Moving onto pace bowling, I wonder if England are really looking into the injury situation. Many people wanted Oli Stone selected for England after one good game earlier this season but he’s hardly played since. Jamie Overton is another great hope but is always injured. Saqib Mahmood performed superbly in the North v South matches but hasn’t played all season. Experienced England internationals Chris Woakes and Ben Stokes are obviously missing the current ODI series against Australia off the back of rapidly trying to increase their workloads from four overs per match at the IPL to countless overs in Tests.
Durham’s Mark Wood
Mark Wood is being rested from the T20I series, Reece Topley is limited to white-ball (List A/T20) cricket only, Toby Roland-Jones is a long-term absentee and particularly alarmingly, both Jake Ball and Tom Curran managed to get injured whilst with the England squad but not having actually played!
Middlesex’s Toby Roland-Jones
It’s worth noting that TR-Js injury only came about post playing for England?! Other solid domestic players such as Jamie Porter, Liam Norwell and James Weighell have had their injury problems too. I really hope that behind the scenes some studies are being put in place to identify trends, manage player’s workloads and help keep players fit for England.
Anyway, as I was saying… Panesar for Yorkshire!
Hello and welcome to Silly Point. Please have a listen to my latest audio cast by clicking the play button just below…
Jonny Tattersall: http://www.espncricinfo.com/england/content/player/517247.html
Yorkshire duo Liam Plunkett and Adil Rashid are an integral part of England’s plans for the 2019 Cricket World Cup. Strong performances by the pace and spin combo will be vital if England are to succeed on home turf. Their domestic futures are somewhat uncertain however. What is certain, well almost at least, is that former Durham man Plunkett looks set to leave the White Rose county for pastures new. Middlesex are rumoured to be interested and the signing of Plunkett could be a great coup for the Lords dwellers. Whether or not northerner Plunkett will want to relocate to the bright lights down south remains to be seen. Plunkett will have turned thirty-four by the time the 2019 county campaign commences and it would be no surprise if, regardless of success, England move on from Plunkett after the World Cup. England seem to have abandoned any notion of him being an Test option and therefore Plunkett could provide Middlesex or indeed any suitor, an option across all formats. A patchy injury record means it’s unlikely that he’ll play every game of a season but he’d definitely be an asset to any side.
Onto Rashid, the thirty-year-old has opted out of First Class cricket for the time being at least and has only played a few List A games this campaign. He’s now missing Yorkshire’s One-Day Cup run because of his international commitments. It’s therefore arguable quite how much Rashid is worth to Yorkshire. Karl Carver has come back into the Yorkshire side this term although Azeem Rafiq seems to have fallen from grace again. Yorkshire may be in the market for an experienced spin option come next year.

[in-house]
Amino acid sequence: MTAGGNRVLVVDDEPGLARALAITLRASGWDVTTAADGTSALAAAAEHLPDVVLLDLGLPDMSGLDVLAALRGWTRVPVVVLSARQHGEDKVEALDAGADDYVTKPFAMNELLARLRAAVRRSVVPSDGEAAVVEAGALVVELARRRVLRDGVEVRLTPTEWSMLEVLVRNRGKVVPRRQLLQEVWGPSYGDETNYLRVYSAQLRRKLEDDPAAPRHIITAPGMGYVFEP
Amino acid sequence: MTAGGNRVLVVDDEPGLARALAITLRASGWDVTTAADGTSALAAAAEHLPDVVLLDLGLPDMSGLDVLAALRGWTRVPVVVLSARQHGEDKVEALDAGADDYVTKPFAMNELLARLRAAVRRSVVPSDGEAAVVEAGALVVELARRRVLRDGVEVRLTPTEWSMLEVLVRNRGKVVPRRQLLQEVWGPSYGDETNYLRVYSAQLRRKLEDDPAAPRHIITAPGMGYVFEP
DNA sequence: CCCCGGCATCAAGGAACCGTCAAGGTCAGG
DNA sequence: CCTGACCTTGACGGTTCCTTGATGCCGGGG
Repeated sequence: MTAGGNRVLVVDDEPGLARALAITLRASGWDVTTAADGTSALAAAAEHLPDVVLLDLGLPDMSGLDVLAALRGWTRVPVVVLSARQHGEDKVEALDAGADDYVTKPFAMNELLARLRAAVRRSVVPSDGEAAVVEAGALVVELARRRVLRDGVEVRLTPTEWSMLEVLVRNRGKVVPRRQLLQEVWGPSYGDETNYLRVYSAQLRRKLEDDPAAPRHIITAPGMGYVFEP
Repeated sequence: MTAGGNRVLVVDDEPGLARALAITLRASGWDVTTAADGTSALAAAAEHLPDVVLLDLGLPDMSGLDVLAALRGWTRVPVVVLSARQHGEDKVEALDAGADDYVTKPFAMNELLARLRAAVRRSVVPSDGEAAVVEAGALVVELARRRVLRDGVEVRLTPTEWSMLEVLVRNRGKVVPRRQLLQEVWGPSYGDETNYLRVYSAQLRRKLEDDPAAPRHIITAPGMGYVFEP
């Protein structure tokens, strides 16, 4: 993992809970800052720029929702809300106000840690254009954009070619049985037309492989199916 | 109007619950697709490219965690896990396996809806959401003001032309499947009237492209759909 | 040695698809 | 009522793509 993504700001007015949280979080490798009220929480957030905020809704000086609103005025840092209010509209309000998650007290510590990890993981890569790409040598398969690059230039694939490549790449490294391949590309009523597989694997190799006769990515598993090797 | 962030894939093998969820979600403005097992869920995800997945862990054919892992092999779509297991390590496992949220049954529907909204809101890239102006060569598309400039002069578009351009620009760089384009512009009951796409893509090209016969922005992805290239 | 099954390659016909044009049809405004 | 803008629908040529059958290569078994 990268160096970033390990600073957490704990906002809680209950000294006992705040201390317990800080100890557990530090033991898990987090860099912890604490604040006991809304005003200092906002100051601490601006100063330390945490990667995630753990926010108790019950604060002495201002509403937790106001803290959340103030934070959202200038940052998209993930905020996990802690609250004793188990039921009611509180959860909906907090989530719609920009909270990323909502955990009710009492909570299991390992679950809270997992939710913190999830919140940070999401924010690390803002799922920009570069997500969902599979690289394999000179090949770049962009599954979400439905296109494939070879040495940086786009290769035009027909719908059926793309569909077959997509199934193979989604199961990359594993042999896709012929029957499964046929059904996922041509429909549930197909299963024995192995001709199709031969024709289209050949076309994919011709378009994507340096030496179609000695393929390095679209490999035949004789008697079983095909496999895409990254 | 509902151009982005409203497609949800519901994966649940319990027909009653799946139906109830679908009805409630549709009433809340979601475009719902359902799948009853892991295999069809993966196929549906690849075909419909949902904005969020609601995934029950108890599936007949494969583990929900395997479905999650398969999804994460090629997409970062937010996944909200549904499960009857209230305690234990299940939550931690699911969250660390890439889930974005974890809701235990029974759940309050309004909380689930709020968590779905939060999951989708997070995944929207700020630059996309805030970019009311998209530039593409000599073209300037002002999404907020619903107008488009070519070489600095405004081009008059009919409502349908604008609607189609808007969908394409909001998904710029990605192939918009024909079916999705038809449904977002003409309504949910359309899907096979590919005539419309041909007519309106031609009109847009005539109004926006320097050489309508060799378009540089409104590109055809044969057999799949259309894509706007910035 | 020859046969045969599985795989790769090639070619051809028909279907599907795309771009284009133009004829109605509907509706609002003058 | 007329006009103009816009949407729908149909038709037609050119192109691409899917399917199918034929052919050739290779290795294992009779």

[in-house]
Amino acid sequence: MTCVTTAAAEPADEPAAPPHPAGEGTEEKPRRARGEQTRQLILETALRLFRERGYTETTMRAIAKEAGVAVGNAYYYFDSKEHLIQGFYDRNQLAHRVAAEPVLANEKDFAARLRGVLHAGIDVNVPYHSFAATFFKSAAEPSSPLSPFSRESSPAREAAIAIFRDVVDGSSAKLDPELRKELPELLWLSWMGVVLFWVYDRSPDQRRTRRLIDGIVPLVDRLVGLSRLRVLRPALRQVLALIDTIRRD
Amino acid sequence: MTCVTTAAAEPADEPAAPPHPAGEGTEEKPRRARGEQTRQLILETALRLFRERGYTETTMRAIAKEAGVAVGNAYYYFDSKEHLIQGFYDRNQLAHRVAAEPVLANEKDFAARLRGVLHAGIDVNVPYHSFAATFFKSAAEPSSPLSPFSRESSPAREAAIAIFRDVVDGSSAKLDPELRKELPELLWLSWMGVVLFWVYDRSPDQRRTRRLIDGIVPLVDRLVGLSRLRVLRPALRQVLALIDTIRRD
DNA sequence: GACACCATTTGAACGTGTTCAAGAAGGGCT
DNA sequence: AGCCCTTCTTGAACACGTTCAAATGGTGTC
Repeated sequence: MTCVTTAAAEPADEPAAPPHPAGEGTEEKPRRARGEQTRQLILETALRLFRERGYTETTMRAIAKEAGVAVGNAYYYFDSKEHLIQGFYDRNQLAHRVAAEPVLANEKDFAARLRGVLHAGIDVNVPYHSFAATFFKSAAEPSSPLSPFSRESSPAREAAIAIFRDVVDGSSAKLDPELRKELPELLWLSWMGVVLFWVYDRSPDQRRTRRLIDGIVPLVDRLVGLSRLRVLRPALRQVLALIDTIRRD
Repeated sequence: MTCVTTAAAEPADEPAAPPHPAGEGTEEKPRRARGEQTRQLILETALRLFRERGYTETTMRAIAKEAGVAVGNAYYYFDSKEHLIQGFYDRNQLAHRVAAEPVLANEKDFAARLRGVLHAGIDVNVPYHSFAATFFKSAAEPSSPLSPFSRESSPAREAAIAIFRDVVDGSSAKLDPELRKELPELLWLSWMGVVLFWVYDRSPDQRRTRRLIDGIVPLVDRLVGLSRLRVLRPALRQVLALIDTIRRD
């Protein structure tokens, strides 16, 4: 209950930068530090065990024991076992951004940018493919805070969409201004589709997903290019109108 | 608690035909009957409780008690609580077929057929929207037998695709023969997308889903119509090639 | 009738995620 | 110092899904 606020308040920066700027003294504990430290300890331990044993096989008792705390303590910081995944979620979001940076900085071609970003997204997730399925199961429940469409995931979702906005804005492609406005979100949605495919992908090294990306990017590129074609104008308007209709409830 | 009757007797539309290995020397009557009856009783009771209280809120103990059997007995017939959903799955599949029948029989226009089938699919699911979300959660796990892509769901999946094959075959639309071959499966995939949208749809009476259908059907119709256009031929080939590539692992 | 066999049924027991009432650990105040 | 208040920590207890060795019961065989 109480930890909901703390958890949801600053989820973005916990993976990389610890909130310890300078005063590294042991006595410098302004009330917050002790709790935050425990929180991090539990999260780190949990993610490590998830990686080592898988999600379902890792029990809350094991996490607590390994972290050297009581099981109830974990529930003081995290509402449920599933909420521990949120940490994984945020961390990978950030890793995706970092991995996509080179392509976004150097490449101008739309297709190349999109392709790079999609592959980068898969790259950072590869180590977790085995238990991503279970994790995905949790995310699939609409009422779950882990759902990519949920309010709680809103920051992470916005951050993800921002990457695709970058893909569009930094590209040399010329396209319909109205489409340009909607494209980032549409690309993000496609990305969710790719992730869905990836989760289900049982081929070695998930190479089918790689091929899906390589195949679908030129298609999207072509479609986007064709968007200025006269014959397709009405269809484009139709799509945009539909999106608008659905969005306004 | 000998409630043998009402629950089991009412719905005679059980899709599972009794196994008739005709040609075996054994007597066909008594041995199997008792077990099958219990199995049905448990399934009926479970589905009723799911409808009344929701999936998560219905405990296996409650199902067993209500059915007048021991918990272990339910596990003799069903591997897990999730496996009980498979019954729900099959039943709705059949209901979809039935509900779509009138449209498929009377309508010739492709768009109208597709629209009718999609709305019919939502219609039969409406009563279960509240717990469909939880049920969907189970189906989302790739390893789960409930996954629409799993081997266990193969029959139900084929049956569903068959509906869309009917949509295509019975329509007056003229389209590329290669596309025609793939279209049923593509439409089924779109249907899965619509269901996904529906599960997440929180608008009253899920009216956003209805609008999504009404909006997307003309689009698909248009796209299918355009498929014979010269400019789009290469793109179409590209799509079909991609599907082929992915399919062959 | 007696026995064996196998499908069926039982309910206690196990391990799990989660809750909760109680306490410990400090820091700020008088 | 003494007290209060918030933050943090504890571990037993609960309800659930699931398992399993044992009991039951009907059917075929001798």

As demonstrated by the table above, Plunkett should be able to rise as high as sixth on England’s list of all-time ODI wicket takers. This is even if he’s now going to miss some, possibly even all of England ODI series in Sri Lanka after the hosts flipped the schedule. Too much has been planned for Plunektt to rearrange his wedding! With Plunkett absent and Sri Lanka and West Indies certain to be spin friendly turfs, Rashid may fancy his chances of leapfrogging Plunkett in the above table. Having reached 100 ODI wickets in the second ODI against Australia, if Rashid were to continue on the international stage post the 2019 World Cup and improve with age as spinners often do, he may fancy his chances of breaking into the top five and possibly even reach as high as third on England’s list of all-time ODI wicket takers.
David Willey is another Yorkshire player who will hope to ascend the above chart. Willey is up to 37 wickets though his average is only just sub-forty. This is a crucial juncture in Willey’s international career, what with the likes of fellow left-armer Sam Curran having now been capped at international level. An encouraging contribution with the bat in the first ODI against Australia and with the aforementioned Plunkett unavailable come Sri Lanka, Willey will be keen to thrive on senior responsibility and pass fifty ODI career wickets. Like Plunkett, there’s seemingly been a little acrimony at domestic level for Willey with his jaunt to the IPL causing Yorkshire much angst. He has however made some significant contributions to their cause in recent seasons and is a gate bringer in the shorter formats. He’s also been keen to stress that he’s still very much up for playing the First Class format.
The modern era means that there are many ODI matches being played. Some cynics may suggest that the current ODI series against Australia is confirmation that too many matches are taking place. It is however an opportunity for, amongst other things, players to selfishly soar the charts that most of them claim not have any interest in but in truth they really, really do!
James Hildreth (Somerset)
Tom Kohler-Cadmore (Yorkshire)
Ross Whiteley (Worcestershire)